Thoughts on Hortonworks DataPlane and Cloudera SDX edit  

So I’ve spent most of this week reviewing and making some minor refreshes to our Hortonworks and Cloudera information, and taking a further look at Hortonworks DataPlane Service and Cloudera SDX.

Firstly, let’s review what I said in The Mid Week News - 27/09/2017:

The big news this week is the simultaneous big product announcements from Hortonworks and Cloudera that look like they might be similar capabilities, but I think are probably trying to solve subtly different problems - we’ll revisit these in a few weeks once there’s more information available and do some technology summaries.

Cloudera SDX (Shared Data Experience, coming in CDH 5.13) appears to be trying to enable the “one” data platform experience that you get with an on premesis CDH cluster in the cloud, specifically a persistent shared storage layer with shared metadata, security and governance and a range of workloads on top. That looks different in the cloud - you probably don’t want a persistent Cloudera cluster that you’re paying for by the hour even if you’re not using it - so SDX gives you a shared storage layer using cloud object storage, a shared metadata and management layer, and then the ability to run compute workloads in isolated transient workload clusters managed through Cloudera Altus. The original sales pitch of a single shared Hadoop data platform re-imagined for the cloud. More details via a Cloudera VISION blog post and a Cloudera Engineering blog post

Hortonworks Data Plane is again all about shared metadata, security and data management, but this time across a range of different data platforms - Hadoop, relational databases and your EDW, either on-premesis or in the cloud, and for data in motion or at rest. It’s open source, extensible for adding new services, with data lifecycle management being first up, allowing you to replicate, backup & restore and tier your data across your data platforms. It’s another cloud service (because obviously), and they talk about it as a Global Data Management Platform. More details via a Hortonworks blog post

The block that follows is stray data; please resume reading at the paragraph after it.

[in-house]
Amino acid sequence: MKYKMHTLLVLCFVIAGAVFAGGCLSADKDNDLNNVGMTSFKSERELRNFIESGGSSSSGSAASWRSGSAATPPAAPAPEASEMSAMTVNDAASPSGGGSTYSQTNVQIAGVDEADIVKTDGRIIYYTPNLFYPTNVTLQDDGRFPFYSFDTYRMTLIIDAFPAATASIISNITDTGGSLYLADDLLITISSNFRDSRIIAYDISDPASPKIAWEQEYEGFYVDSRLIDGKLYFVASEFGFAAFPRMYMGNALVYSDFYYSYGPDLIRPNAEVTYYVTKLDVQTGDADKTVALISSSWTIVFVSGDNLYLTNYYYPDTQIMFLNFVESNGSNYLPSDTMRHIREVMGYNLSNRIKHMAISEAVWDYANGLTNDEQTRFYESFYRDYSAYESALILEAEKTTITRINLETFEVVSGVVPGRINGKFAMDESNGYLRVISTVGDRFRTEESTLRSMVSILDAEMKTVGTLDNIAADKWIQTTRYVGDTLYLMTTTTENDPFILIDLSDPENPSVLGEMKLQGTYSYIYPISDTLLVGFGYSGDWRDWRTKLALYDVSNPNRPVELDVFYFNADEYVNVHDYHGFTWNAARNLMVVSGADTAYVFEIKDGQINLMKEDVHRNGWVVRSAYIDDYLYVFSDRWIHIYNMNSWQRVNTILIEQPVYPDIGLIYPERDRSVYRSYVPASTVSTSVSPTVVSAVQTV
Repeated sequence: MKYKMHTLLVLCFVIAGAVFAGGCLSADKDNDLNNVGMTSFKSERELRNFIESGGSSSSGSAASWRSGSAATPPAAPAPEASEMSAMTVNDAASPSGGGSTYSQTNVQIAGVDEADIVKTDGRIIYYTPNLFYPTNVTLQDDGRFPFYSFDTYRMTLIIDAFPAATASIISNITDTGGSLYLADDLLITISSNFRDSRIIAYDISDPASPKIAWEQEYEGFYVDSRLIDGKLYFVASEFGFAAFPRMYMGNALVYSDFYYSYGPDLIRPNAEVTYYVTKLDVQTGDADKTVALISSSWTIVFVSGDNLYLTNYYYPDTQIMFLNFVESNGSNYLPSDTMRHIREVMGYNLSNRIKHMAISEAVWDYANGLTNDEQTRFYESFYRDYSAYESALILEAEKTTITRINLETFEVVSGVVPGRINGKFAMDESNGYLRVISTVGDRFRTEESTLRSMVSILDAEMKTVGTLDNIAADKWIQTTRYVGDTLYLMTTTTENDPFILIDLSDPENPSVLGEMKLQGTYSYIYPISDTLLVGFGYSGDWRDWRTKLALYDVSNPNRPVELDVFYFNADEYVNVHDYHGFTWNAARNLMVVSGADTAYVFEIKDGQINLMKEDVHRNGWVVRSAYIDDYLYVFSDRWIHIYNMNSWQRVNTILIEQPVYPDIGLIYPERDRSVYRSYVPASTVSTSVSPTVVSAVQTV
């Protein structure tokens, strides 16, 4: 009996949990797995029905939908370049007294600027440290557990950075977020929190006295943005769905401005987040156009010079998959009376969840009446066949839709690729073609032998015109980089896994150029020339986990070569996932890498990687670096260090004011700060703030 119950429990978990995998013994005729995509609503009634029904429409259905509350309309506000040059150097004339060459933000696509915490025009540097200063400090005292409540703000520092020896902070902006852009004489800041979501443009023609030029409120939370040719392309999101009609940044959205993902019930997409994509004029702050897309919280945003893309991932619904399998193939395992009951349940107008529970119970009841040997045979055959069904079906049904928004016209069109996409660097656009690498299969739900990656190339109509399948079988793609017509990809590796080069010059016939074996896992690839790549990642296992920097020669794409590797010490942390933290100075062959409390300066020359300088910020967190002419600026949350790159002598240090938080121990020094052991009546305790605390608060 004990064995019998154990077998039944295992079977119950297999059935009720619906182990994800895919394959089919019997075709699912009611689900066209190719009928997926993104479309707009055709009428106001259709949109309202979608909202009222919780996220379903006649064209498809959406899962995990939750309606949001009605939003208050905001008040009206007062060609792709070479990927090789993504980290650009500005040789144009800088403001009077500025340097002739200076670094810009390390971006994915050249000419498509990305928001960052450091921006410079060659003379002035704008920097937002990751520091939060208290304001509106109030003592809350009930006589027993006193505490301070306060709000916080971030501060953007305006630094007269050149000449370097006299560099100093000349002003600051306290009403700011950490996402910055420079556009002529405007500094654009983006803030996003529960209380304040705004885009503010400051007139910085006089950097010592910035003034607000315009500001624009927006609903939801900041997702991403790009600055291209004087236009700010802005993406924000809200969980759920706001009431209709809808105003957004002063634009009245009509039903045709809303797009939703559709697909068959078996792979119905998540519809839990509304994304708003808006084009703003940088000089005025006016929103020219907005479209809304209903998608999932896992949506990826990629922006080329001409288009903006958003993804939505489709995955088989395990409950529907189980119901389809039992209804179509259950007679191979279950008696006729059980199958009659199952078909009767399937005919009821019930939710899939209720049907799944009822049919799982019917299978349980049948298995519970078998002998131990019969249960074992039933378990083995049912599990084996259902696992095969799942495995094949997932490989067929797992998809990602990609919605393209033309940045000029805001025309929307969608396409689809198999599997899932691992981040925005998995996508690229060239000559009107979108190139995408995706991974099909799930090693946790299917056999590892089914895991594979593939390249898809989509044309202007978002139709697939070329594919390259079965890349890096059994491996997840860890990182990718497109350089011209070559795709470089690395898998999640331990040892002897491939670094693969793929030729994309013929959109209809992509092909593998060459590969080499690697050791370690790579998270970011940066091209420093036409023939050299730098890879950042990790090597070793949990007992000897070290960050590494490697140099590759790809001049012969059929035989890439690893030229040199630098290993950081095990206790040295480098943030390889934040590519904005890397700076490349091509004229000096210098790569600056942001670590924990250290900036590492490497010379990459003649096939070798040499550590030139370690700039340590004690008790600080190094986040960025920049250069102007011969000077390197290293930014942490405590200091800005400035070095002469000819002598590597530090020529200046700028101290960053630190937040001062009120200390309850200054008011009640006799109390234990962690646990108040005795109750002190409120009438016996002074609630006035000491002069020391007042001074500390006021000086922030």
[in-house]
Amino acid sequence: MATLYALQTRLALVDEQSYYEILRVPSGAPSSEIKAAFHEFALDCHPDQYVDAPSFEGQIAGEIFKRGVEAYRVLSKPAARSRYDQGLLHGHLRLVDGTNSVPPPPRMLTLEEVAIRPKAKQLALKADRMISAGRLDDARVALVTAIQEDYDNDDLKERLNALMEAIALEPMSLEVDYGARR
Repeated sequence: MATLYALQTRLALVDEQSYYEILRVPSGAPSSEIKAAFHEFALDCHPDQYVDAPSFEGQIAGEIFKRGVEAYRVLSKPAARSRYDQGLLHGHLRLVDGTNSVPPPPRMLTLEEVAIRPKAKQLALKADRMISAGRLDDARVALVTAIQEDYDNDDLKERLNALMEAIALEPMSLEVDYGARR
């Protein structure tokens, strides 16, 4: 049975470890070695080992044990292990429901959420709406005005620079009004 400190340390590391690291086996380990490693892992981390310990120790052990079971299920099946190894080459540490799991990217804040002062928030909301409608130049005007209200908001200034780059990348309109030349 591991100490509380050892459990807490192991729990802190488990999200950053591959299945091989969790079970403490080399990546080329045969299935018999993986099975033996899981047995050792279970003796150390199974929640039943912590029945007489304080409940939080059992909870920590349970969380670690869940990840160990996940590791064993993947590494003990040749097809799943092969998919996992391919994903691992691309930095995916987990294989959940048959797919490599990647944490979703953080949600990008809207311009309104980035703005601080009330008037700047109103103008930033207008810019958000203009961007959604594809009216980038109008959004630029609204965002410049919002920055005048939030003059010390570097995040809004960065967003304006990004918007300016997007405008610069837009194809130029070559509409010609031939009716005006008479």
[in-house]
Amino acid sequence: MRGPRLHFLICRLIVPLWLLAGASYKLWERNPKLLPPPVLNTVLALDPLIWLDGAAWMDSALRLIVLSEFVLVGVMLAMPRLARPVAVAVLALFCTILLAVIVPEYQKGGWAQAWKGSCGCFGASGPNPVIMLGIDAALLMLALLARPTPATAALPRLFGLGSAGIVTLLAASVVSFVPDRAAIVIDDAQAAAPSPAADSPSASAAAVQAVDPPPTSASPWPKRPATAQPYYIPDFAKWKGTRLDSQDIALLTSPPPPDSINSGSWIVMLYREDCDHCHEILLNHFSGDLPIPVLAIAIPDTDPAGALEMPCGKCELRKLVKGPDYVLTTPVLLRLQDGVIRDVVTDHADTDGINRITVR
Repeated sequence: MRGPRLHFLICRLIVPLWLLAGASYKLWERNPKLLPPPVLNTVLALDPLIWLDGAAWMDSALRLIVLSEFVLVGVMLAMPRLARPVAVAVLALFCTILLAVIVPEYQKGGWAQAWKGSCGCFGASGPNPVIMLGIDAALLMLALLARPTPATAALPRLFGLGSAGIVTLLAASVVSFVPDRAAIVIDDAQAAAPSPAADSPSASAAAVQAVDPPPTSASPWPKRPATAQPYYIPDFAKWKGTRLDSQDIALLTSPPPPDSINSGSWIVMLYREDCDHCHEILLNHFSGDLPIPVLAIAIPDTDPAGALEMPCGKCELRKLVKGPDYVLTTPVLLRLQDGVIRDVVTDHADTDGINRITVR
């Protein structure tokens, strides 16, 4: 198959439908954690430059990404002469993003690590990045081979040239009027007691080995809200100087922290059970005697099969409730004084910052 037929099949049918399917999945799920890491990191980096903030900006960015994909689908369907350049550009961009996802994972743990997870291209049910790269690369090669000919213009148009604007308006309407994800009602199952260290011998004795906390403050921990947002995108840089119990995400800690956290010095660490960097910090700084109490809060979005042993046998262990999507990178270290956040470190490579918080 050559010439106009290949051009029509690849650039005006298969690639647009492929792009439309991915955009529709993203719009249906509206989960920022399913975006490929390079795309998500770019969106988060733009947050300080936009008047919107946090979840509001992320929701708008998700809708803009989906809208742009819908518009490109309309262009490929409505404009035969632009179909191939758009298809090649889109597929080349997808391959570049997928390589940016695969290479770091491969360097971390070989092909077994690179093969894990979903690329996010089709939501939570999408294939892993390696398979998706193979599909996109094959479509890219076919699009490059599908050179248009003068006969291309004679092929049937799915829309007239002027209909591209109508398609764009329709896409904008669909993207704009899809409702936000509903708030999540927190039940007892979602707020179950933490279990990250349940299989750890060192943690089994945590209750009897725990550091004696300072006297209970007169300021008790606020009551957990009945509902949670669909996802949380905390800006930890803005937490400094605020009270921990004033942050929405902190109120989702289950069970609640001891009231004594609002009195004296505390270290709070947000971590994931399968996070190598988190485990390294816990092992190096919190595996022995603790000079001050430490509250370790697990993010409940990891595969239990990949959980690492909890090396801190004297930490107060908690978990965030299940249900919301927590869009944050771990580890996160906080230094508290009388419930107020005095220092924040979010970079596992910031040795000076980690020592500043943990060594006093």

With Cloudera SDX, CDH 5.13 has come and gone, and there’s almost no new information about SDX. The 5.13 announcement name checks SDX as the “SDX Cloud Reference Architecture”, which I think probably sums up what it is as much as anything, especially given there’s absolutely no reference to SDX in the Cloudera documentation, and there’s nothing on their site beyond the product page and two blog posts linked above. It feels like this is Cloudera pushing the traditional Hadoop one platform, lots of different workloads message, but now applying it to the cloud as well.

Hortonworks on the other hand seem to be heading in a slightly different direction with the new Hortonworks DataPlane Service. The premise for this is that it becomes a single place to understand, manage and govern all the data your enterprise holds, wherever it may be - it’s a big ask, but it feels like there’s value there. Saying that it’s early days for this product is an understatement - it’s now had it’s first generally available release (see this post) and there’s a big pile of documentation on the Hortonworks site, but the functionality at the moment is pretty limited, and there’s no visibility yet of plugin services coming from any of the Hortonworks partners. And this is an interesting change for Hortonworks, in that this is a commercial managed service offering and not open source software (although there’s no public sign up process yet and the documentation talks about how to install it), and it only works with Ambari managed clusters and you have to have a SmartSense ID. Which makes you wonder whether this a response to challenges in generating revenue from support and consultancy from fully open source software. It will also be interesting to see how this will impact Atlas and Ranger - you could easily see a world where a lot of the end user functionality in these products migrates into the DataPlane service. One to watch I think - it’ll be interesting to see where this goes.